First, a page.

USDA’s National Agricultural Statistic Service (NASS) released the January 1 Cattle Inventory Report on January 31, 2022. These reports are a little confusing, as the year listed is the date of the report (Jan 1), but they are actually measuring the national inventory at the end of the previous year, so what is marked as 2022 on the chart above is really where we stood at the end of 2021. For the third straight year, the national cattle inventory declined in 2021, since the recent peak of 94.8 million at the end of 2018. According to NASS there were 91.9 million cattle in the U.S. at the end of 2021, which was a 2% drop from the previous year. NASS estimates the national cattle inventory twice per year on January 1 and July 1.
When you look at the national herd inventory by class you can see that cattle on feed was the only category up slightly from the previous year. This number suggests that flow of cattle out from feedyards to slaughter did not match the flow of cattle coming in 2021. The beef cow herd dropped from 30.8 M to 30.1 M or 2%. Yearling replacement heifers and coming two-year old heifers dropped 3%. Milk cows dropped only 1% from 9.8 M to 9.7 M. Yearling and bred dairy heifers dropped 3% as well.
When you look through the beef herd numbers in the Southeast you can see that overall, there were 89 K fewer cows that calved last year than the previous year. In Florida there were 34,000 fewer cows that calved, or 4% fewer than the previous year.
So what does this mean for local cattle ranchers?
CattleFax, provided an Economic Outlook Seminar at the recent National Cattlemen’s Beef Association (NCBA) Cattle Industry Convention in Houston, Texas. The following were a few highlights from the NCBA News Release following the event.
Cattle price and profitability trends for producers are pointed in the right direction, even as challenges and uncertainty persist with continued disruptions from the pandemic. While issues around labor and packing capacity have lingered, both are expected to improve in the year ahead. These expansions in capacity combined with strong global and domestic consumer beef demand suggests increased profitability across segments, signaling a market that is healthier and more stable in the year ahead. The average 2022 fed steer price is expected to be $140/cwt, up $18/cwt from 2021, with a range of $130 to $155/cwt throughout the year. All cattle classes are expected to trade higher, and prices are expected to improve. The 800-lb steer price is expected to average $172/cwt with a range of $158 to $184/cwt, and the 550-lb steer price is expected to average $205/cwt, with a range of $180 to $230/cwt. Finally, Good forecasted utility cows at an average of $75/cwt with a range of $65 to $85/cwt, and bred cows at an average of $1,850/head with a range of $1,700 to $2,000 for load lots of quality, running-age cows. Source: NCBA News Release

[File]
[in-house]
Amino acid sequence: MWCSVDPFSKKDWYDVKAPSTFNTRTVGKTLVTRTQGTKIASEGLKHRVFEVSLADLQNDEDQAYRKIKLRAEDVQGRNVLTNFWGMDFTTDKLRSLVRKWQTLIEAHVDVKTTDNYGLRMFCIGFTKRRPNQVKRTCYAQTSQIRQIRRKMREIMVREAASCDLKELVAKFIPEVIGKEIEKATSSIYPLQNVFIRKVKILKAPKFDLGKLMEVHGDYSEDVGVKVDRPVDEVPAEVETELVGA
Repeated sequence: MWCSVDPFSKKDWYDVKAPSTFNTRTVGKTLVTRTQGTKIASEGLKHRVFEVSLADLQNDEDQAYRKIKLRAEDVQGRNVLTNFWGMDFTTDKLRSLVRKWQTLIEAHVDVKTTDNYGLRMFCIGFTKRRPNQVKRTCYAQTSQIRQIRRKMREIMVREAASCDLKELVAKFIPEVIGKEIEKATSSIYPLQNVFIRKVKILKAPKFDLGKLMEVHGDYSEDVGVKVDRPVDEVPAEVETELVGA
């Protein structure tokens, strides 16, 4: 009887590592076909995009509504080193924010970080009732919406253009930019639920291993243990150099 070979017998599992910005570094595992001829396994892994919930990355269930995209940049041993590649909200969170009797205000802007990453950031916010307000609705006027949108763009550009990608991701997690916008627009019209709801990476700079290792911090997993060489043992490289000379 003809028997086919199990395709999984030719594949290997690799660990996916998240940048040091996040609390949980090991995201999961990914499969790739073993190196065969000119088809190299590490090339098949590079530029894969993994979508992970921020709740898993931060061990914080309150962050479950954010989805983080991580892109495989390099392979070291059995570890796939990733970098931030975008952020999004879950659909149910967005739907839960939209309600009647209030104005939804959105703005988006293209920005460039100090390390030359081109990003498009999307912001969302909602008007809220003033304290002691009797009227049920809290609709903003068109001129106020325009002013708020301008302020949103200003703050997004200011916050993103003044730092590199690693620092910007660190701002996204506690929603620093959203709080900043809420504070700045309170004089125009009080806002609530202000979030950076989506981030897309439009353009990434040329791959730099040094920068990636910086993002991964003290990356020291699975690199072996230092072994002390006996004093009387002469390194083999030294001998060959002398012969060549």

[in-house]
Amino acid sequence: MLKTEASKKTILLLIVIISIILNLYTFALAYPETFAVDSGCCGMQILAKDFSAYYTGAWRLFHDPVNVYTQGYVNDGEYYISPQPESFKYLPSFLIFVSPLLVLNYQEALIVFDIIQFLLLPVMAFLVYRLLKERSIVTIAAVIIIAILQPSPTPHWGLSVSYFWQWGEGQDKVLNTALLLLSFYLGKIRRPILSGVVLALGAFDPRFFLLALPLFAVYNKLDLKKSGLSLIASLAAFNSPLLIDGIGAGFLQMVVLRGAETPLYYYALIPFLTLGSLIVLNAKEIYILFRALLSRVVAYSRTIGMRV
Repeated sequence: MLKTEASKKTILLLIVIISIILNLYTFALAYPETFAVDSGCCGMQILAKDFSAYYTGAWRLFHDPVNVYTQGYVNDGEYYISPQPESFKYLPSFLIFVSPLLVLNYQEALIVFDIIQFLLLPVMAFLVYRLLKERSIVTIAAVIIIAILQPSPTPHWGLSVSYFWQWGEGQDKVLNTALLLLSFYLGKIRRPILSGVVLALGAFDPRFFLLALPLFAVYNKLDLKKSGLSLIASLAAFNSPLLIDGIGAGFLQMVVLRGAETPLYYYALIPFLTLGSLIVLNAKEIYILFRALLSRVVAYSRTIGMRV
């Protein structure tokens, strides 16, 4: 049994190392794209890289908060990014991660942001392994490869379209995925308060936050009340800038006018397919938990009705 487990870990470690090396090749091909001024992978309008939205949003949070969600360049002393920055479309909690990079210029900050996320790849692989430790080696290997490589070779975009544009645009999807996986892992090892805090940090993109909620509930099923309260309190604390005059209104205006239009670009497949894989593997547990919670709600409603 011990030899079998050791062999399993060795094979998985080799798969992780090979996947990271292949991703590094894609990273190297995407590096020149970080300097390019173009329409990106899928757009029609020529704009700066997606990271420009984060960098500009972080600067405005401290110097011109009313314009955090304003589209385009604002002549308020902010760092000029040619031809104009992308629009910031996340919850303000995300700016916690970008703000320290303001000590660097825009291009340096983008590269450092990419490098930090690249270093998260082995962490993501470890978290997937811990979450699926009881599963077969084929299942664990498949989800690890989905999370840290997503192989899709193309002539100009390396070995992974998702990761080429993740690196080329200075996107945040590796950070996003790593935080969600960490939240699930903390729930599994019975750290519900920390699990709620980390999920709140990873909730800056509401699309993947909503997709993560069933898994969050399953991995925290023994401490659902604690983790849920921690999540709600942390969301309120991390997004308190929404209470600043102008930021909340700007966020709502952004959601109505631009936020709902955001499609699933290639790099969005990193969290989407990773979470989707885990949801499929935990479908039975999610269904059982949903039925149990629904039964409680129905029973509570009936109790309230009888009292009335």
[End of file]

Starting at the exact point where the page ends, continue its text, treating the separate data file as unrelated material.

Smaller supply and positive demand for beef retail products is good news for cattle producers. These cattle price quotes were very encouraging, but remember that calves sold in Florida, Alabama, and Georgia are discounted due to the cost of freight. So, understand there is a difference between the national average and the local average price.
We do also have to remember why the national inventory of cattle is shrinking. The primary reason has been severe drought in the western half of the U.S. That is still a major concern, as the most recent Seasonal Drought Outlook shows through April.
Moisture in the western states is most influenced by winter and spring moisture. Based on the Climate Prediction Center’s current forecast, drought will continue to be a serious issue in 2022. Notice this forecast also includes much of the state of Florida. If this trend continues, the U.S. Beef herd will likely continue to shrink. So while inflation keeps raising production costs, the cattle markets should continue to improve as herds are reduced to compensate for drought.
Will cattle prices keep pace with the inflation of input costs? That is the big question on everyone’s mind in 2022. Based on CattleFax’s bullish forecast, it does appear that feeder calf prices will steadily improve in 2022. Cattle prices are expected to move up faster this year, as beef processing moves back to full speed again, keeping feedyards current shipping finished cattle on time. This is all positive news, if producers can find ways to keep production costs low enough to remain profitable. Markets are improving, so the input cost variables will be the primary factor that determines profitability in 2022 and beyond.
Managing Costs without Sacrificing Productivity is the theme of the upcoming Northwest Florida Beef Cattle Conference & Trade Show, to be held February 9, 2022, in Marianna. Use the following link to register today to reserve your seats for this educational training for cattle ranchers.
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